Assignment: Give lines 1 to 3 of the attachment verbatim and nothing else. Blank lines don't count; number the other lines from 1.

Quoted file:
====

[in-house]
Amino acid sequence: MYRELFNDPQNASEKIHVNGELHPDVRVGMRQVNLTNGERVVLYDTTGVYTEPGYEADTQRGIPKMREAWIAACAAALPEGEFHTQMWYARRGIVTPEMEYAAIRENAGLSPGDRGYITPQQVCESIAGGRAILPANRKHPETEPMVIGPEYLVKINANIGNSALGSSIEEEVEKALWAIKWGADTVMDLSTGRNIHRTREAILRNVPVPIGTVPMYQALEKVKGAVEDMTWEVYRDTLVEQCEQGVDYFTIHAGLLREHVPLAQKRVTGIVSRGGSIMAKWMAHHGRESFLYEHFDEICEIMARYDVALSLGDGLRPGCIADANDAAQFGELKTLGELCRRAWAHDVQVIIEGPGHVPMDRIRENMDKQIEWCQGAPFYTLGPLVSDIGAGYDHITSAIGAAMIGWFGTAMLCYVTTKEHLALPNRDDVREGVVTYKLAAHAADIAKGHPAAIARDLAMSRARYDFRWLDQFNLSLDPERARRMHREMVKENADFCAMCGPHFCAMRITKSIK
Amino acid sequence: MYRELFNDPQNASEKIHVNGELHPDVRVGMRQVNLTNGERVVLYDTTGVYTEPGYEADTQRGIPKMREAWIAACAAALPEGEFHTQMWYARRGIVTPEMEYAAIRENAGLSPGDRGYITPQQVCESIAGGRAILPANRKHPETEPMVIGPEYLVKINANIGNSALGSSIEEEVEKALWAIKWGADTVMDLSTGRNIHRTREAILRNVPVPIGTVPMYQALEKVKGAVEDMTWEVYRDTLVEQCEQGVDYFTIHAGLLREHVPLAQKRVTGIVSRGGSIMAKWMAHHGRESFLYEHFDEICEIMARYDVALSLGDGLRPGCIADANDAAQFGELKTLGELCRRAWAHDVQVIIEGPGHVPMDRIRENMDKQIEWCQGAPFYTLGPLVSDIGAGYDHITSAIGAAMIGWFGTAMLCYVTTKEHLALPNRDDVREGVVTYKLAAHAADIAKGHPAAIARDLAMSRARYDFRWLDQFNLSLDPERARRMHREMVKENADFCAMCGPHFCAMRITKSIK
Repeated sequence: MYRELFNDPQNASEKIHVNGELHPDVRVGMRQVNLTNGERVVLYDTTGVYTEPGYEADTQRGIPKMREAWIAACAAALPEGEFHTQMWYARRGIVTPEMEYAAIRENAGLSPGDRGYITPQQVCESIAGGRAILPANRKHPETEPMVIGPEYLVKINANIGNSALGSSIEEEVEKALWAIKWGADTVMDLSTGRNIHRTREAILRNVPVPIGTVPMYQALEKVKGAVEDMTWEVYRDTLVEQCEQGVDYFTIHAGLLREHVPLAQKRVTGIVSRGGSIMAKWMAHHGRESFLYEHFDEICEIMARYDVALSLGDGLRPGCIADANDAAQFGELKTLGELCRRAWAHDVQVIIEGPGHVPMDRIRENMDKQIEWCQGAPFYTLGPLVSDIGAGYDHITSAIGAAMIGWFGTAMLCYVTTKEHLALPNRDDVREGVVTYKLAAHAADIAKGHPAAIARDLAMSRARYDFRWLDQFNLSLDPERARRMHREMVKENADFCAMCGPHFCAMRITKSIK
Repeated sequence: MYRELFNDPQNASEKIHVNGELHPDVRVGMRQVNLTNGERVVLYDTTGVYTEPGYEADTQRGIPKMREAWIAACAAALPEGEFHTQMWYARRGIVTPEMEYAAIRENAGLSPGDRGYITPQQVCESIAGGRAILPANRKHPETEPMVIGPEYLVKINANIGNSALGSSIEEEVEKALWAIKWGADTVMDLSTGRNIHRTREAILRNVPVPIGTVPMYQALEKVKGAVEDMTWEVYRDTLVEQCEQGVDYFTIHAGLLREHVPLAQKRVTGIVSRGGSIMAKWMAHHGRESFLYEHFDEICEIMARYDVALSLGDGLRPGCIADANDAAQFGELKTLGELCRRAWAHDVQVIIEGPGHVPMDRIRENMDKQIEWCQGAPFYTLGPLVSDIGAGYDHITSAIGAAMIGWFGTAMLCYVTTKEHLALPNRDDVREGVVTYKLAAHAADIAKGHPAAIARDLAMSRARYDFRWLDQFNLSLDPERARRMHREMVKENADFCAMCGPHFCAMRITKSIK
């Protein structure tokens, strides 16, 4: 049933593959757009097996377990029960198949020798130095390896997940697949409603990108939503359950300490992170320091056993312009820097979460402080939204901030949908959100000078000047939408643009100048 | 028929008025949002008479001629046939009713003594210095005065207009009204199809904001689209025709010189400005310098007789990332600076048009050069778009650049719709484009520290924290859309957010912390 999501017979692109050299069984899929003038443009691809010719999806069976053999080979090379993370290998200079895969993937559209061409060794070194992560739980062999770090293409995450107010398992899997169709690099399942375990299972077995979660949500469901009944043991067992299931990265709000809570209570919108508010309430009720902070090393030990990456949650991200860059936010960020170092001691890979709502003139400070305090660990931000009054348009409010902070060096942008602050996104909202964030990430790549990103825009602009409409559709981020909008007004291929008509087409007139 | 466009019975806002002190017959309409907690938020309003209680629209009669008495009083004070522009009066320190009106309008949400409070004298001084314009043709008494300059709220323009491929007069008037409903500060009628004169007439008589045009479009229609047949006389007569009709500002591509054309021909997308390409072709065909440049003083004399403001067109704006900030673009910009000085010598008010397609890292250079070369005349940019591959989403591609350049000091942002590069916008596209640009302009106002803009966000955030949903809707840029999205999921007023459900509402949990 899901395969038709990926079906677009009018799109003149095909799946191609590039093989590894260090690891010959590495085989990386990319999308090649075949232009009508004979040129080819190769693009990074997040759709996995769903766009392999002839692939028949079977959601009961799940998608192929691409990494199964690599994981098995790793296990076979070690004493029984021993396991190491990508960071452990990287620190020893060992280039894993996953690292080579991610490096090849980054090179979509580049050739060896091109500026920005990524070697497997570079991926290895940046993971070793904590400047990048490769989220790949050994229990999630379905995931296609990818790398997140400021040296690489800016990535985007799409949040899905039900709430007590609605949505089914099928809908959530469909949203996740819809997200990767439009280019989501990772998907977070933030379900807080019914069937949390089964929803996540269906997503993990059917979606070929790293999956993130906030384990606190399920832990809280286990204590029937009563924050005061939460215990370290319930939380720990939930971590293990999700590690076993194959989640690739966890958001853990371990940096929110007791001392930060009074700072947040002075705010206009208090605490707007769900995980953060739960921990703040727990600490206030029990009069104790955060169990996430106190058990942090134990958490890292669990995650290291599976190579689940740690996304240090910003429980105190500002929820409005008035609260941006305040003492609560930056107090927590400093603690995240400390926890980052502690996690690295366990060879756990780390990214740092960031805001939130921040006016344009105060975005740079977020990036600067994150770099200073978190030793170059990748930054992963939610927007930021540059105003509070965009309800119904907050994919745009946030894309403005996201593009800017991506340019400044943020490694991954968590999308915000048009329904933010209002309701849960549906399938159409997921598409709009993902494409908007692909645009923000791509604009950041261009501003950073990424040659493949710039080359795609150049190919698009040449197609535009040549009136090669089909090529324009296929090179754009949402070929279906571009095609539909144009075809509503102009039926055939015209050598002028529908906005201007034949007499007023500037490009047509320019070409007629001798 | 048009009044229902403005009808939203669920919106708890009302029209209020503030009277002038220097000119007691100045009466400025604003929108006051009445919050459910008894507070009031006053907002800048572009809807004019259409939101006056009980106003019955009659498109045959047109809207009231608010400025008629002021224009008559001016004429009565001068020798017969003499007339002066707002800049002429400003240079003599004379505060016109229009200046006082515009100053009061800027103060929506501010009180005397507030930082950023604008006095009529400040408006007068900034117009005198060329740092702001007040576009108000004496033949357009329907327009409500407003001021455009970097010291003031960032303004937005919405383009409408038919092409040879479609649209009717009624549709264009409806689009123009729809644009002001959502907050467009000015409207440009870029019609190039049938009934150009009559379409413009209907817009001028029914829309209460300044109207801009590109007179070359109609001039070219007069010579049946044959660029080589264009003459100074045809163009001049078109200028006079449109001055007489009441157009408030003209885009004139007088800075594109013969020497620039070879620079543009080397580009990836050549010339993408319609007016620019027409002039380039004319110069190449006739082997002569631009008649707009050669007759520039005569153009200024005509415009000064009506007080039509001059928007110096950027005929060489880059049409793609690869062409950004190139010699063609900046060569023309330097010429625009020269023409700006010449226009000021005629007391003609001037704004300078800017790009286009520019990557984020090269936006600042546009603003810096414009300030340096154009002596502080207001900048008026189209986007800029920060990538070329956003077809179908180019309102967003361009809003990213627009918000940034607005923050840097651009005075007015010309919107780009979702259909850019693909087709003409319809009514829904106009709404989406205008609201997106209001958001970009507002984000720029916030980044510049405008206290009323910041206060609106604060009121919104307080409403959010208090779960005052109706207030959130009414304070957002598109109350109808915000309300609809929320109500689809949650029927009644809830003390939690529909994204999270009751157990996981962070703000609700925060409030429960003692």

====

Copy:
[in-house]
Amino acid sequence: MYRELFNDPQNASEKIHVNGELHPDVRVGMRQVNLTNGERVVLYDTTGVYTEPGYEADTQRGIPKMREAWIAACAAALPEGEFHTQMWYARRGIVTPEMEYAAIRENAGLSPGDRGYITPQQVCESIAGGRAILPANRKHPETEPMVIGPEYLVKINANIGNSALGSSIEEEVEKALWAIKWGADTVMDLSTGRNIHRTREAILRNVPVPIGTVPMYQALEKVKGAVEDMTWEVYRDTLVEQCEQGVDYFTIHAGLLREHVPLAQKRVTGIVSRGGSIMAKWMAHHGRESFLYEHFDEICEIMARYDVALSLGDGLRPGCIADANDAAQFGELKTLGELCRRAWAHDVQVIIEGPGHVPMDRIRENMDKQIEWCQGAPFYTLGPLVSDIGAGYDHITSAIGAAMIGWFGTAMLCYVTTKEHLALPNRDDVREGVVTYKLAAHAADIAKGHPAAIARDLAMSRARYDFRWLDQFNLSLDPERARRMHREMVKENADFCAMCGPHFCAMRITKSIK
Amino acid sequence: MYRELFNDPQNASEKIHVNGELHPDVRVGMRQVNLTNGERVVLYDTTGVYTEPGYEADTQRGIPKMREAWIAACAAALPEGEFHTQMWYARRGIVTPEMEYAAIRENAGLSPGDRGYITPQQVCESIAGGRAILPANRKHPETEPMVIGPEYLVKINANIGNSALGSSIEEEVEKALWAIKWGADTVMDLSTGRNIHRTREAILRNVPVPIGTVPMYQALEKVKGAVEDMTWEVYRDTLVEQCEQGVDYFTIHAGLLREHVPLAQKRVTGIVSRGGSIMAKWMAHHGRESFLYEHFDEICEIMARYDVALSLGDGLRPGCIADANDAAQFGELKTLGELCRRAWAHDVQVIIEGPGHVPMDRIRENMDKQIEWCQGAPFYTLGPLVSDIGAGYDHITSAIGAAMIGWFGTAMLCYVTTKEHLALPNRDDVREGVVTYKLAAHAADIAKGHPAAIARDLAMSRARYDFRWLDQFNLSLDPERARRMHREMVKENADFCAMCGPHFCAMRITKSIK